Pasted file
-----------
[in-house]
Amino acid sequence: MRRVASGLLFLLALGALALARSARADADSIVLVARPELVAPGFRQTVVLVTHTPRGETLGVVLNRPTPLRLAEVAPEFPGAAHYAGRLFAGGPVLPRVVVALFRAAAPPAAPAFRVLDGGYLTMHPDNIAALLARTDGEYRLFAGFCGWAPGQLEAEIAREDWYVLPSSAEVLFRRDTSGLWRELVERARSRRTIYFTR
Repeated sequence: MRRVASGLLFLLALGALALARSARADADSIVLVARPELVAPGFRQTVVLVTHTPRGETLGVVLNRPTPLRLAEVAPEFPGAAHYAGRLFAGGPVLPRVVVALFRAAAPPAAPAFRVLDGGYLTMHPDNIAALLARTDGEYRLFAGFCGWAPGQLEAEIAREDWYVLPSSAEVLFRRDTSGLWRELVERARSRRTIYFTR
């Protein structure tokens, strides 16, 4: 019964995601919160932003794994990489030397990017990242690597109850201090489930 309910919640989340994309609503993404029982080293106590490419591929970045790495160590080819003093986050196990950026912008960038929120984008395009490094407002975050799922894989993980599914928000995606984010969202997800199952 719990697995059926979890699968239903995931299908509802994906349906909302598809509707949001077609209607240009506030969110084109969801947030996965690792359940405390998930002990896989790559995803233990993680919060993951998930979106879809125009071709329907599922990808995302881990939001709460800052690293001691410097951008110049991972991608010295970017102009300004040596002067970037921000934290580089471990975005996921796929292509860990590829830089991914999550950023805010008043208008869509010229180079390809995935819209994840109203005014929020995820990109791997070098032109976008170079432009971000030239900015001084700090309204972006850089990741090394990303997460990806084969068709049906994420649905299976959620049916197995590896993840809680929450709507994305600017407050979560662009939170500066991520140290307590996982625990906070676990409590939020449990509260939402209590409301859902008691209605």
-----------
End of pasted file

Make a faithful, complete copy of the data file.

[in-house]
Amino acid sequence: MRRVASGLLFLLALGALALARSARADADSIVLVARPELVAPGFRQTVVLVTHTPRGETLGVVLNRPTPLRLAEVAPEFPGAAHYAGRLFAGGPVLPRVVVALFRAAAPPAAPAFRVLDGGYLTMHPDNIAALLARTDGEYRLFAGFCGWAPGQLEAEIAREDWYVLPSSAEVLFRRDTSGLWRELVERARSRRTIYFTR
Repeated sequence: MRRVASGLLFLLALGALALARSARADADSIVLVARPELVAPGFRQTVVLVTHTPRGETLGVVLNRPTPLRLAEVAPEFPGAAHYAGRLFAGGPVLPRVVVALFRAAAPPAAPAFRVLDGGYLTMHPDNIAALLARTDGEYRLFAGFCGWAPGQLEAEIAREDWYVLPSSAEVLFRRDTSGLWRELVERARSRRTIYFTR
């Protein structure tokens, strides 16, 4: 019964995601919160932003794994990489030397990017990242690597109850201090489930 309910919640989340994309609503993404029982080293106590490419591929970045790495160590080819003093986050196990950026912008960038929120984008395009490094407002975050799922894989993980599914928000995606984010969202997800199952 719990697995059926979890699968239903995931299908509802994906349906909302598809509707949001077609209607240009506030969110084109969801947030996965690792359940405390998930002990896989790559995803233990993680919060993951998930979106879809125009071709329907599922990808995302881990939001709460800052690293001691410097951008110049991972991608010295970017102009300004040596002067970037921000934290580089471990975005996921796929292509860990590829830089991914999550950023805010008043208008869509010229180079390809995935819209994840109203005014929020995820990109791997070098032109976008170079432009971000030239900015001084700090309204972006850089990741090394990303997460990806084969068709049906994420649905299976959620049916197995590896993840809680929450709507994305600017407050979560662009939170500066991520140290307590996982625990906070676990409590939020449990509260939402209590409301859902008691209605």